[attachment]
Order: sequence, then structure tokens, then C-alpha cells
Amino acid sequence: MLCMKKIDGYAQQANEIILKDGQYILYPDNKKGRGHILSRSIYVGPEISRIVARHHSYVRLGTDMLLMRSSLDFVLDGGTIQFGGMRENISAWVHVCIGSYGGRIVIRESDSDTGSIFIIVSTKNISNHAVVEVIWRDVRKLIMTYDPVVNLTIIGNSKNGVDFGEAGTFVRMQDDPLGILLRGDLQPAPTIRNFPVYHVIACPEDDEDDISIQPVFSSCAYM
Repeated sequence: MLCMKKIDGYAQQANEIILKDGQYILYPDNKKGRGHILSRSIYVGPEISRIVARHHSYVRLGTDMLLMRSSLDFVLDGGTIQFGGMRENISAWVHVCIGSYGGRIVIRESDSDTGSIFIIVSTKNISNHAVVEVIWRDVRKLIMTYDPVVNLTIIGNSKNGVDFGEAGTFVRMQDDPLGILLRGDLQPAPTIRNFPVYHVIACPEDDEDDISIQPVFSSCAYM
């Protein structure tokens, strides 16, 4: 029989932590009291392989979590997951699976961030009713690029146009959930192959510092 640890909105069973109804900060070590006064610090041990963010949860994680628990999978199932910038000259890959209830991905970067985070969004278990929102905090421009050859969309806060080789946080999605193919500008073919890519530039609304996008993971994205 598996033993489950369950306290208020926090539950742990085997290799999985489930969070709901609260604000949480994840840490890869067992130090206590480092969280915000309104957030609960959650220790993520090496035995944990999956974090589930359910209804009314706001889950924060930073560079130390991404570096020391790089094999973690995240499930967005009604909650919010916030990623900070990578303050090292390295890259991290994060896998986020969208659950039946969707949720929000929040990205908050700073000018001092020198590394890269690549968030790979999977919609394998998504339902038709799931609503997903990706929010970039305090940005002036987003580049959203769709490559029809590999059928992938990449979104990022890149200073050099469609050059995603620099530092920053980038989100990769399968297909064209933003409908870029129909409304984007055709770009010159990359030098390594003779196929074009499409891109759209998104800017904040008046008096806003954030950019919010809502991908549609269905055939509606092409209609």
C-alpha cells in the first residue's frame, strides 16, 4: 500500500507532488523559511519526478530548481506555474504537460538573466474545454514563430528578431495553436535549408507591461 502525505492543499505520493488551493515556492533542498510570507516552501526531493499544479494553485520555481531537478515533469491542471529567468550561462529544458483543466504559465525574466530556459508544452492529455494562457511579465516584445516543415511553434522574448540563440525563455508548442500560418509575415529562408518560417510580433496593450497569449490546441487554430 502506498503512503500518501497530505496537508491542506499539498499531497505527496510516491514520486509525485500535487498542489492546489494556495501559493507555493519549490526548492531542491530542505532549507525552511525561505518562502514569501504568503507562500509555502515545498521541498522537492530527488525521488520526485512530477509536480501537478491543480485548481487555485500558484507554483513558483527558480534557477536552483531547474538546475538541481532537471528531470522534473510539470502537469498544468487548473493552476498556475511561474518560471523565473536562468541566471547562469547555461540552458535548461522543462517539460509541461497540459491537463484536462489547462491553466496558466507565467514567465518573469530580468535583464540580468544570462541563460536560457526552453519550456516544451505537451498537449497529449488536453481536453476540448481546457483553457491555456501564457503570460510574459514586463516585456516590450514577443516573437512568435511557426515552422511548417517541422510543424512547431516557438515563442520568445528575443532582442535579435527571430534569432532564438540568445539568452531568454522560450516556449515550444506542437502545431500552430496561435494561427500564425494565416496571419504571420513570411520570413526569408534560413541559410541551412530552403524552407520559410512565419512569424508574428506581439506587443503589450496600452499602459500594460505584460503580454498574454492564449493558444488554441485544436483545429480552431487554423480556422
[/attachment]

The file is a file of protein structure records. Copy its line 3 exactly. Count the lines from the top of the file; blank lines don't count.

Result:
Repeated sequence: MLCMKKIDGYAQQANEIILKDGQYILYPDNKKGRGHILSRSIYVGPEISRIVARHHSYVRLGTDMLLMRSSLDFVLDGGTIQFGGMRENISAWVHVCIGSYGGRIVIRESDSDTGSIFIIVSTKNISNHAVVEVIWRDVRKLIMTYDPVVNLTIIGNSKNGVDFGEAGTFVRMQDDPLGILLRGDLQPAPTIRNFPVYHVIACPEDDEDDISIQPVFSSCAYM